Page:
The answer is simple:  

The Times would like its readers to reach the conclusion that the State of Israel is on the same level as the illegitimate terror groups that continuously attack its citizens.  'Forget that the government of a sovereign nation's primary responsibility is to protect its citizens'.  'Pay no attention to the fact that only one side feels in any way bound by international law and the conventions of modern warfare'.  'It's the middle east... why can't those savages just stop killing one another?!', right?!

But the Times' mendacious reporting doesn't stop there.

To the uninformed reader (which, according to the rules of journalism is assumed to be 100% of those reading any given article), the news snippet above provides the following simple narrative:  

'An Israeli laborer was killed, so Israel retaliated by killing a Palestinian toddler'.   

Just the chance to juxtapose the deaths of an Israeli laborer (presumably an adult) and a Palestinian toddler in so deliberate a fashion must have given some Times copy editor a case of the vapors!

I have a little fantasy:

I would like to handcuff the right hands of the entire New York Times Middle East Desk to the chain link fence separating Israel and the Gaza strip...  the very fence, in fact, that the Israeli civilian laborer was repairing when he was murdered by the Palestinian sniper.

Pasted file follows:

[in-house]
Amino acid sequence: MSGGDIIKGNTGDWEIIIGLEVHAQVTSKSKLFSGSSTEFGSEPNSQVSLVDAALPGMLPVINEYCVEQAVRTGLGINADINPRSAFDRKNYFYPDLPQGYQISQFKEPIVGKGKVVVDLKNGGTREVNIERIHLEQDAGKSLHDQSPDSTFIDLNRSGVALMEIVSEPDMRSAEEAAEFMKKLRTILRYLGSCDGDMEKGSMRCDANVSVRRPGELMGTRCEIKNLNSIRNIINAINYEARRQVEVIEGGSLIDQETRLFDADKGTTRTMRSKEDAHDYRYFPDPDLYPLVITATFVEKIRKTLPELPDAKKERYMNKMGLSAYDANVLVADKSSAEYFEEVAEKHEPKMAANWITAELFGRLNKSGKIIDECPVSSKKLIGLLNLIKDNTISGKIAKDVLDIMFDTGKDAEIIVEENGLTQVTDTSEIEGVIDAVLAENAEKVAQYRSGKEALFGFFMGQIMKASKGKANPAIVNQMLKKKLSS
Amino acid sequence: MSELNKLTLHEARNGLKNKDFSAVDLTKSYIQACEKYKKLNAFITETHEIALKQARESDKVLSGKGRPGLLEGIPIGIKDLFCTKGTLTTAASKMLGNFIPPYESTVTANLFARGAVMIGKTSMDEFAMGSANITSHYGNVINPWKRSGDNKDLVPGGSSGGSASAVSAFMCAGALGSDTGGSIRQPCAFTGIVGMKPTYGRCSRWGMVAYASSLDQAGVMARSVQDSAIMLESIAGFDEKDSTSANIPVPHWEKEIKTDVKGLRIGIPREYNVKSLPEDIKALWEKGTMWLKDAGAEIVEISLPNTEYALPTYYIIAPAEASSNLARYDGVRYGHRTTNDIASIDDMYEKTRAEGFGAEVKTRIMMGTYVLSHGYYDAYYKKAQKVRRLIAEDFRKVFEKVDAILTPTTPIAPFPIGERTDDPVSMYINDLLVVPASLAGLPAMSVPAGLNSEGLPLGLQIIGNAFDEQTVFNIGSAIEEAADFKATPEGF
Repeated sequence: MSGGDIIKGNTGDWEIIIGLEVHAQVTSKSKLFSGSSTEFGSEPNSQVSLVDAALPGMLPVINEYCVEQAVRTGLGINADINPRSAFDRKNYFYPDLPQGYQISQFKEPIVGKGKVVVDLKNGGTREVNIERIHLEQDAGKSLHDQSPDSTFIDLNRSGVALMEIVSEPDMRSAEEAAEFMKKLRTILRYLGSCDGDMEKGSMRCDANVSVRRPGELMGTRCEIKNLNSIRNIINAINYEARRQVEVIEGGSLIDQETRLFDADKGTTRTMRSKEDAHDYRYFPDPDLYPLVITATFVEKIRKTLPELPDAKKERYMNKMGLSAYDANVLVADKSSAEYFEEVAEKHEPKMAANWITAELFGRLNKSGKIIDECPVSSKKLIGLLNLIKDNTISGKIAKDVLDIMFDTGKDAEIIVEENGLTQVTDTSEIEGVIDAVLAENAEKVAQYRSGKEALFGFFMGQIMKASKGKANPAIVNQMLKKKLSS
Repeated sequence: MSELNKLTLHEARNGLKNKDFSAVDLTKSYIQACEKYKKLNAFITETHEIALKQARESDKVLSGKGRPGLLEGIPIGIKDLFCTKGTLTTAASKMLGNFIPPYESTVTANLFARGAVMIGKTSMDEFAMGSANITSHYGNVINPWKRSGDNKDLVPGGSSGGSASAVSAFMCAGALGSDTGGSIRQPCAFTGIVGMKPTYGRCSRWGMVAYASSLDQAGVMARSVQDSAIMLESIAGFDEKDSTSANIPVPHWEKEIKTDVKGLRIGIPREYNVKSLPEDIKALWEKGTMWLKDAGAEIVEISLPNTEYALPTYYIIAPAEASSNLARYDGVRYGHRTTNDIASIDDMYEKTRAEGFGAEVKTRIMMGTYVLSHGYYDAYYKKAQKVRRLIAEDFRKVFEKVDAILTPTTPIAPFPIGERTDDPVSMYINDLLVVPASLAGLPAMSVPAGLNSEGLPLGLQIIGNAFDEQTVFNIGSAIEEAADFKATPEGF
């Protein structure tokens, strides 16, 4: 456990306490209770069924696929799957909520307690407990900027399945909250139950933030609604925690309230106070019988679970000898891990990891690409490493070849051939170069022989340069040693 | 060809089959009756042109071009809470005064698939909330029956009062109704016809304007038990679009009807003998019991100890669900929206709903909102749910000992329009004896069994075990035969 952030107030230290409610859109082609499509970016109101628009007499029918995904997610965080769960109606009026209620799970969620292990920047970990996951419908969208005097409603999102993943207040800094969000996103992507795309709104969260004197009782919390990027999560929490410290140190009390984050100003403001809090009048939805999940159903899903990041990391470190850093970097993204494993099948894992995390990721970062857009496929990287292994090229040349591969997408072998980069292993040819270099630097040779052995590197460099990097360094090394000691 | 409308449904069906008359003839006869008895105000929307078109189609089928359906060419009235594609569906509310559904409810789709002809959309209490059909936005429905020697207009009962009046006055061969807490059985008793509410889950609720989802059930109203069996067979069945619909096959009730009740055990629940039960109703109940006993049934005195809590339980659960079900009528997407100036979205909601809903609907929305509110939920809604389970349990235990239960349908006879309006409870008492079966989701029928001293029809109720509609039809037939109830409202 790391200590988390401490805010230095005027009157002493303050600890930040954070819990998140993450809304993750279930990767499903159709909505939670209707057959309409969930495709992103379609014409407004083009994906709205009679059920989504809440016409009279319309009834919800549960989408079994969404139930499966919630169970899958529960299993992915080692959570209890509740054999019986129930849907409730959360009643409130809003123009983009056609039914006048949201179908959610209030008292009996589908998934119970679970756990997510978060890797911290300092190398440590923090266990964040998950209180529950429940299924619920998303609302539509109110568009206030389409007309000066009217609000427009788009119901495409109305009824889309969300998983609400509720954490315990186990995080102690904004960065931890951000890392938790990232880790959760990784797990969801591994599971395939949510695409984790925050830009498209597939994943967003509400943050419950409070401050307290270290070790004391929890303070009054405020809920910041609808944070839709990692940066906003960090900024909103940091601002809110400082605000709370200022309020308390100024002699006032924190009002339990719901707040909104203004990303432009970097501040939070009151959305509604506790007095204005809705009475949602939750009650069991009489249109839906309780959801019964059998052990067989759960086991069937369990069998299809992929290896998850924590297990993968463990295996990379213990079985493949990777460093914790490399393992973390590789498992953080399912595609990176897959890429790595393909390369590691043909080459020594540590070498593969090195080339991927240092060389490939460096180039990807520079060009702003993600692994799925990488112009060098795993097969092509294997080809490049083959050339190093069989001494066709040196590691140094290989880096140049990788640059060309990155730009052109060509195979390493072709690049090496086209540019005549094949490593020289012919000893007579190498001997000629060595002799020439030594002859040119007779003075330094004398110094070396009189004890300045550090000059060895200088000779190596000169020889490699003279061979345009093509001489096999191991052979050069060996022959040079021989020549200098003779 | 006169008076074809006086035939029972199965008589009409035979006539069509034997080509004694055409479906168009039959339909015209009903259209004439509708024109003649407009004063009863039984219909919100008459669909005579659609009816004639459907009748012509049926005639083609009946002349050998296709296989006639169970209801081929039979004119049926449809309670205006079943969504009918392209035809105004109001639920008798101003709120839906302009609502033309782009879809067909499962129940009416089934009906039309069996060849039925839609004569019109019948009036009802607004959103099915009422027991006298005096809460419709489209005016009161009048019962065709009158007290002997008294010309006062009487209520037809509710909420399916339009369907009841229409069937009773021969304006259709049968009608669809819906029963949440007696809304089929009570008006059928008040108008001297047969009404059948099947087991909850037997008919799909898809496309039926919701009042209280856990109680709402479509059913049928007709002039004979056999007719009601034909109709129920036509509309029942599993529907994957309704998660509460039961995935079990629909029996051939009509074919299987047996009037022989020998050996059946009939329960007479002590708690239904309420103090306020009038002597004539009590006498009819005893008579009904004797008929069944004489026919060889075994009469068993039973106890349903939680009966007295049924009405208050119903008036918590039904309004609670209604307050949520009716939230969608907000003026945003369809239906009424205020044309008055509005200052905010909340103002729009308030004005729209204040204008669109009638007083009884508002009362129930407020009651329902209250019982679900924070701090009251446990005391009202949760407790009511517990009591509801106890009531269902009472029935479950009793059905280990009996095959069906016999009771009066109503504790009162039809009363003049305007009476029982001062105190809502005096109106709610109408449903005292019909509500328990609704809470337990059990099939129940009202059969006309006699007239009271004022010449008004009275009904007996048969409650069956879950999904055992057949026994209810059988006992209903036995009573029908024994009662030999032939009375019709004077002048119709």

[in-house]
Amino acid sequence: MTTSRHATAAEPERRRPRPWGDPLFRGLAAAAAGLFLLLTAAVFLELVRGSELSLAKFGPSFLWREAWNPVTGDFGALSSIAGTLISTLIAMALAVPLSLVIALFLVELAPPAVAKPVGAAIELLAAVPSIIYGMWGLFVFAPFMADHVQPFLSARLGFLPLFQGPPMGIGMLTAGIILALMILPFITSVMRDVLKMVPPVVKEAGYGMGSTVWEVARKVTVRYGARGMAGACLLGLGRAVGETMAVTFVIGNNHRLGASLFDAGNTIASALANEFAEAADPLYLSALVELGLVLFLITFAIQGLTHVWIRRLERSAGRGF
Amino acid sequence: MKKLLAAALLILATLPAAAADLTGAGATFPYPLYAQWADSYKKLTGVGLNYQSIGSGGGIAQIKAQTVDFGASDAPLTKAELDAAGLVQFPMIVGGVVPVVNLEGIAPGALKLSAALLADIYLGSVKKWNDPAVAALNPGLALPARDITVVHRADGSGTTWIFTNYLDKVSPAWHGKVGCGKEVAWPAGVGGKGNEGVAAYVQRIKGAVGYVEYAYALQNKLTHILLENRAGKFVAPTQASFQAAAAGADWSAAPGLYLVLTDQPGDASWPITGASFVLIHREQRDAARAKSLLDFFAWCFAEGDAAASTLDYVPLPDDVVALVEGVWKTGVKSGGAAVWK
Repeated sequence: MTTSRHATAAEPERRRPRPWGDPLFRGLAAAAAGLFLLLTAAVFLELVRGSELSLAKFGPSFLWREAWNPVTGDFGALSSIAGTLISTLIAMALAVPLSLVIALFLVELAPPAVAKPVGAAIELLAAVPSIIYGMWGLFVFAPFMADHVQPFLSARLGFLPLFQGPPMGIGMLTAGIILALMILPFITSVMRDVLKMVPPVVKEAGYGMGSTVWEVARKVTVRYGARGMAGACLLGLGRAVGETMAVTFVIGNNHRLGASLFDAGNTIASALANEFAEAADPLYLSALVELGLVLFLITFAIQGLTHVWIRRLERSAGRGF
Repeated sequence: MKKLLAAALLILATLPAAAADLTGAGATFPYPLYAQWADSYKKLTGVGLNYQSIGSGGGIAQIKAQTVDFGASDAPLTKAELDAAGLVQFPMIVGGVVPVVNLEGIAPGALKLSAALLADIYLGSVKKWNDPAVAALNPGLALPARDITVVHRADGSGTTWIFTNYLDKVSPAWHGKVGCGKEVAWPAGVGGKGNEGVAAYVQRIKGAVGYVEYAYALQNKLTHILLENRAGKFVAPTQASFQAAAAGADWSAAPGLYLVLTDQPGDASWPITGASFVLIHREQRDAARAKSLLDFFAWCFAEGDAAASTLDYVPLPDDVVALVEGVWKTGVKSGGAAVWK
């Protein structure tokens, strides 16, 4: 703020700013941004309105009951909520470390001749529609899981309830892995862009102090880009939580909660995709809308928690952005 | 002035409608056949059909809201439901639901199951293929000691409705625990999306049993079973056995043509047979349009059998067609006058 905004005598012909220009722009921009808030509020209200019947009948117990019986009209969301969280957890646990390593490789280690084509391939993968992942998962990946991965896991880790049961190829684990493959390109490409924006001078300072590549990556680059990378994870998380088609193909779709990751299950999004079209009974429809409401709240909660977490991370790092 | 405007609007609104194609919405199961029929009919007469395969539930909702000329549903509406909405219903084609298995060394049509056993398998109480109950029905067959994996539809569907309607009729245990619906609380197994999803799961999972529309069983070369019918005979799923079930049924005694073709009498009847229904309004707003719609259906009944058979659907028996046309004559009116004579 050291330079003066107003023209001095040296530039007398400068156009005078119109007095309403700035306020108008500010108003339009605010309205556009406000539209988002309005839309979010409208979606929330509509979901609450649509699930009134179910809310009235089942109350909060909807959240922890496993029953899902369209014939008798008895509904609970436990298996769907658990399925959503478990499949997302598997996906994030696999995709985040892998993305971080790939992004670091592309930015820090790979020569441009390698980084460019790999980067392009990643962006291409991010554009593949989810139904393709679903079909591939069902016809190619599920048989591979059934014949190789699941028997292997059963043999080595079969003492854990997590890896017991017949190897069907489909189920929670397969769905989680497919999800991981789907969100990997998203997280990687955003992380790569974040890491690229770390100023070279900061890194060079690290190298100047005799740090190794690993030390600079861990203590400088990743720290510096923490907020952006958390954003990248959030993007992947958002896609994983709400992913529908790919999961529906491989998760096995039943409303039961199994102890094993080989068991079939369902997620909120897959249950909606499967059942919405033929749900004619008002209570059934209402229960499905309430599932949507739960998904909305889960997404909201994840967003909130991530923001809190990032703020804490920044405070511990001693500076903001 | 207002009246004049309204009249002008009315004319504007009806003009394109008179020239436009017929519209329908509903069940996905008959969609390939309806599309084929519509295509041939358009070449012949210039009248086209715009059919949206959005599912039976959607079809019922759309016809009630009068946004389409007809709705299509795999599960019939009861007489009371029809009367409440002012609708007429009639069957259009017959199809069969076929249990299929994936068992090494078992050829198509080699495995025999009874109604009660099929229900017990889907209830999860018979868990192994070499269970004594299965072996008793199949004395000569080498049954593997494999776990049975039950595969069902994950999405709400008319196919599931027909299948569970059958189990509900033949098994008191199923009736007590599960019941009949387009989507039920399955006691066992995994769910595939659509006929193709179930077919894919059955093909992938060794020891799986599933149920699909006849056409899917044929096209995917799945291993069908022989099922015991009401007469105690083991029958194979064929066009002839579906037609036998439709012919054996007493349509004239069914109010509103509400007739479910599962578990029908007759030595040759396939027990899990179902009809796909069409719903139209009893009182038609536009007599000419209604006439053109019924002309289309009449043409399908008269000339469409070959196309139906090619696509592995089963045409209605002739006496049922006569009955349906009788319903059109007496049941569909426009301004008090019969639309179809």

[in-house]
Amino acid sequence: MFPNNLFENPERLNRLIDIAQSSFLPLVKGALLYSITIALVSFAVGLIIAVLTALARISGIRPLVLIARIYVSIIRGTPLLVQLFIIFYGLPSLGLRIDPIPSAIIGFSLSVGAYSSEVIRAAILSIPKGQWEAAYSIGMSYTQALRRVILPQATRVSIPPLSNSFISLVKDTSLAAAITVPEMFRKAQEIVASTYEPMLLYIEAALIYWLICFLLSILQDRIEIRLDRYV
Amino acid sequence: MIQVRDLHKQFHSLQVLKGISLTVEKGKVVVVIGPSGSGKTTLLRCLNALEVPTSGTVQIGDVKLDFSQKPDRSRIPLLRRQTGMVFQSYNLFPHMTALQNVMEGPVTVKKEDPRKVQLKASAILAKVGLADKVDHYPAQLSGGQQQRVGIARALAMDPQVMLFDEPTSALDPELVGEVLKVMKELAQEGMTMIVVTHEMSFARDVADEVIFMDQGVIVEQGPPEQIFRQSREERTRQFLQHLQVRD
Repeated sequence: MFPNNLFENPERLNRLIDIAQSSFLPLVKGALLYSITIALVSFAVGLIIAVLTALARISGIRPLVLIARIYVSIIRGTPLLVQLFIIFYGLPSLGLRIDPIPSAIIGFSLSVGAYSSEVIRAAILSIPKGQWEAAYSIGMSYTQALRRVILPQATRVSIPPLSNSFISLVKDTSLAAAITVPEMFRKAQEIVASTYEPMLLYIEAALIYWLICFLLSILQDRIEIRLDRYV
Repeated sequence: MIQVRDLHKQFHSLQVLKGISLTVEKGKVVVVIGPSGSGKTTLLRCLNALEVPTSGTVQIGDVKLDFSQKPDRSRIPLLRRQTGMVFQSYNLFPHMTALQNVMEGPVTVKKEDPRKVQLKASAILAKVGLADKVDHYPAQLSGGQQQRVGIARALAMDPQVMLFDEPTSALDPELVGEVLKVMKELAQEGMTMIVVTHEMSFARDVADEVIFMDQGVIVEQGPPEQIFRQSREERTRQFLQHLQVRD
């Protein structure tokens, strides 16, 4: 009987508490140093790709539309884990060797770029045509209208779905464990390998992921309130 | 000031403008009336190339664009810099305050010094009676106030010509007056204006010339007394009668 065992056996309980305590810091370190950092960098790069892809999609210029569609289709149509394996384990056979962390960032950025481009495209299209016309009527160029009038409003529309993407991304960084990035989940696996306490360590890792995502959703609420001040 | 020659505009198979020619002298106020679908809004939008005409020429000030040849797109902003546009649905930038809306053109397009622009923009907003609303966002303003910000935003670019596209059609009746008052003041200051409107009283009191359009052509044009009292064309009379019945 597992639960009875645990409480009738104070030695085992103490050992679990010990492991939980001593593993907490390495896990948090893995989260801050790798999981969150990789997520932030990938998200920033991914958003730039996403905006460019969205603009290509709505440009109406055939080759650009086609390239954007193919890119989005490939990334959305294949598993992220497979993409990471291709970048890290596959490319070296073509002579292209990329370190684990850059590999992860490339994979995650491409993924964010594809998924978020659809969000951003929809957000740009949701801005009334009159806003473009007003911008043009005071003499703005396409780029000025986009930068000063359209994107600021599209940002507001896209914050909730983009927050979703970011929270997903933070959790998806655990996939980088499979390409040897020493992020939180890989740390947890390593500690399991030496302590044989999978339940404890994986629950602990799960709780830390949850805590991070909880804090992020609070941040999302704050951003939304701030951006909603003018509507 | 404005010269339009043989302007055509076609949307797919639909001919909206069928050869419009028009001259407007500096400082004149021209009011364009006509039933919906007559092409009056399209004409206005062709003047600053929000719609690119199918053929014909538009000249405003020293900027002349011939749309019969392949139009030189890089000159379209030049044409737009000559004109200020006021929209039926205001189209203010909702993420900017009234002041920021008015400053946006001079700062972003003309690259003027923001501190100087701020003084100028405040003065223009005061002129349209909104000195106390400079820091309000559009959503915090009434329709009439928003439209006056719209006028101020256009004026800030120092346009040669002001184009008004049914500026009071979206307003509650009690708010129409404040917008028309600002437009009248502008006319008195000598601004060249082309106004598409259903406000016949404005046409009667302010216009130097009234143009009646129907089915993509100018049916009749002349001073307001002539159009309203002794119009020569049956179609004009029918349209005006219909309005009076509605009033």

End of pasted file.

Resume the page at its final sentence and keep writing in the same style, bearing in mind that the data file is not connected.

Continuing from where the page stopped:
Oh, don't worry... I'd outfit each of them with bullet proof vests; albeit ones that only had ballistic armor on one side; the back.  

I'd leave them there, chained to that fence by one hand, until the inevitable orientation of their bodies provided an admission that the bullets that could rip their vital organs to shreds at any moment, could only arrive from one direction... their fear and certainty turning them to face towards Israel, and in so doing, forcing them to finally look our tired, blameless citizens in the face while admitting that the violence here is many things... but it isn't cyclical.

Posted by David Bogner on December 26, 2013 | Permalink | Comments (6) | TrackBack

Wednesday, December 25, 2013

A Holy Day

We all know what today is.  That's right, it's the day when Jews traditionally go to the movies in the afternoon and then dine on Chinese food.  At least that was the tradition back in the 'alter heim' (e.g. America).  

If not for the Jews, who esle would have kept all the Chinese restaurants and movie theaters in business on Xmas?

But then Shmulke Bernstein's went out of business and the treppenwitz family moved to Israel... and sadly, the traditions have largely fallen by the wayside.  After all, for most of us here in Israel (except for those in Bethlehem and Nazereth), today is just another work day.

I have to tell you, I love living here, and have no misgivings whatsoever.

But I gotta admit... I could really go for a matinée, followed by a nice serving of chicken Egg Foo Yung.

Happy Wednesday!  ;-)

Chinese (1)

[and yes, Virginia... I'm aware this is not an authentic sign.]

Posted by David Bogner on December 25, 2013 | Permalink | Comments (1) | TrackBack

Tuesday, December 24, 2013

Get a Clue, Clouseau!

I'm wondering how long these terror attacks will continue before our government decides - Clouseau-like - that a pattern just might be emerging.